week or two ahead." -- Lori in PA


"Ruth -- I understand your fear of unit studies. You might consider
the 'Five in a Row' (FIAR) curriculum, a unit study manual based on
children’s literature. I’ve used it with various kids for 10 years
and love it because of the ease of use for the teacher. The work
is done for you; you just locate the story books (purchase them or
check out from library) and open the manual. Each manual is designed
for a range of ages, and you could easily combine your 3rd and 5th
graders or your 1st and 3rd graders. My kids are spaced like yours,
and I always had two kids on the same unit. Five in a Row covers
social studies (history, geography), science, art, and other subjects.
You can include the Bible lessons, too, all tied together. It has
worked great for us, plus the website offers ongoing free support on
the message boards. Check into it: www.fiarhq.com ."
-- Jean, www.makingthisup.wordpress.com


"Hi Ruth -- I homeschool 1st, 2nd, 5th, 6th and 11th grade. My high
schooler uses a different program than my younger 4. The younger 4
all use 'My Father's World'. We have used this for 3 years now and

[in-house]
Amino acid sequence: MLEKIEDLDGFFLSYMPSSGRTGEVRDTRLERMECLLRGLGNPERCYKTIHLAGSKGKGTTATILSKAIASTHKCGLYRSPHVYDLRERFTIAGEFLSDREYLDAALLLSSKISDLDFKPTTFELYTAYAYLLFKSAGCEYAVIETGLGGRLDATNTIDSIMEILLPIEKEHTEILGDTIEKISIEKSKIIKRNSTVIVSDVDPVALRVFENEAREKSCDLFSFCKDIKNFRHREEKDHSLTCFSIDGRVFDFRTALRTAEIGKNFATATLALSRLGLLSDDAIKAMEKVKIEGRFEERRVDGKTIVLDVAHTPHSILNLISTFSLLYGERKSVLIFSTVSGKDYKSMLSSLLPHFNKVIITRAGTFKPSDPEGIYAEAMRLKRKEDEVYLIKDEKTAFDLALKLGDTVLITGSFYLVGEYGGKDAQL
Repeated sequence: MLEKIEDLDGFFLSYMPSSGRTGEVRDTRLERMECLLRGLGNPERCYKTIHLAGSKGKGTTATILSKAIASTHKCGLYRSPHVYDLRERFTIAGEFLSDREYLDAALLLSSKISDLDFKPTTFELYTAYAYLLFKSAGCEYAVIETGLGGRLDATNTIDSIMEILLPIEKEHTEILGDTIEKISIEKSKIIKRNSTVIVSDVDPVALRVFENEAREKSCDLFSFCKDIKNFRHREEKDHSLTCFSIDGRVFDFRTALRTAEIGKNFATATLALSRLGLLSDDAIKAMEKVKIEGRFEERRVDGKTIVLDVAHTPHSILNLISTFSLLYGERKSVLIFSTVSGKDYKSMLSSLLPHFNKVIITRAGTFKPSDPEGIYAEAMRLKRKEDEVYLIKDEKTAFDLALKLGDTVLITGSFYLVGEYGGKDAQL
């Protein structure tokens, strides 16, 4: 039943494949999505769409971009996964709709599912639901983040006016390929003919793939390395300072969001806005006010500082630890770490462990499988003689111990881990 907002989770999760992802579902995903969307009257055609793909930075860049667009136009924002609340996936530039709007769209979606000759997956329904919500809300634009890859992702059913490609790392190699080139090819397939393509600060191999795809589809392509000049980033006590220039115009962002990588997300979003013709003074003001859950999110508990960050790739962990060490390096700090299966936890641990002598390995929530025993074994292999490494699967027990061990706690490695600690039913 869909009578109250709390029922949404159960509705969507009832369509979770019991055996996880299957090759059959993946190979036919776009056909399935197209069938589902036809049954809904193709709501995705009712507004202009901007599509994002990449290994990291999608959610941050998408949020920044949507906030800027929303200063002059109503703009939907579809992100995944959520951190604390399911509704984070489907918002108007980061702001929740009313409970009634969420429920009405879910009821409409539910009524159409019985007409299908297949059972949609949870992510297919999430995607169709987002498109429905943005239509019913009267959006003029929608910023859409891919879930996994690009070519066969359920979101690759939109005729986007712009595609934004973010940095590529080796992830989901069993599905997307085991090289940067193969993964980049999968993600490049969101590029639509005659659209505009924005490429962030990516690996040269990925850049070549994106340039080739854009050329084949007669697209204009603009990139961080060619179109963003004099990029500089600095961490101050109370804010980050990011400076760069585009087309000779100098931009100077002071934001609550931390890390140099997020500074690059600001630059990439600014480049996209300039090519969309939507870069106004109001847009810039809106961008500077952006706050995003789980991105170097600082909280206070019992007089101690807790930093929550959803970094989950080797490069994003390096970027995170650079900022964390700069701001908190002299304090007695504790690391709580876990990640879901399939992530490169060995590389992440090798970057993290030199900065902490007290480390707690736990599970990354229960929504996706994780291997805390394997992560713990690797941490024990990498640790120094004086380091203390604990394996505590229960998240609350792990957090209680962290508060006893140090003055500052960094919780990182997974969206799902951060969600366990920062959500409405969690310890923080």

will NEVER change again! It is a unit study based, but the curriculum
writer has made it so easy -- you just open the guide and go! We do
history, science and bible together, and everyone does language arts,
math and spelling on their own level. My Father's World uses a 5 year
history cycle starting with a year of world geography, then launching
into 4 years of chronological history starting with the creation and
ending with modern times. These past few years have been the easiest
and most productive years in our homeschool! My kids really enjoy
doing most of their school work! Check them out at www.mfwbooks.com
-- I think it may be just what you are looking for! We have tried
Sonlight and Winter Promise; MFW is by far the best of all of them --
and a lot easier (in my opinion) to implement with major time
constraints!" -- Sarah in MO


"Hi Ruth -- We are expecting our sixth baby in ten years this summer,
so I know we are experiencing the same path for school. Next year
I will homeschool children in 5th, 4th, 2nd grade and kindergarten,
and have a 3 year old and newborn to care for at the same time.

Reading: I require each child to read silently for 10-30 minutes per
day. I announce this when I need some quiet time (to read my Bible).
Sometimes this is one short chunk of time (10-20 minutes) and other
days I break it up (into two 15 minute chunks). For every 1000 pages
our children read (picture books for the younger ones), we offer a $1
prize. Before nap time and at night, I read aloud books of my choice
to all of the kids. I read good solid books that lift them up; books
that are not watered down. For example, a sample of this year's books
have included The Bronze Bow, various Dear America books, stories from
the Old Testament and Rebekah Pearl's diary as a missionary to Papau,
New Guinea.

Spelling: The younger children read the spelling words to the older
children. They read each word in a sentence and also copy these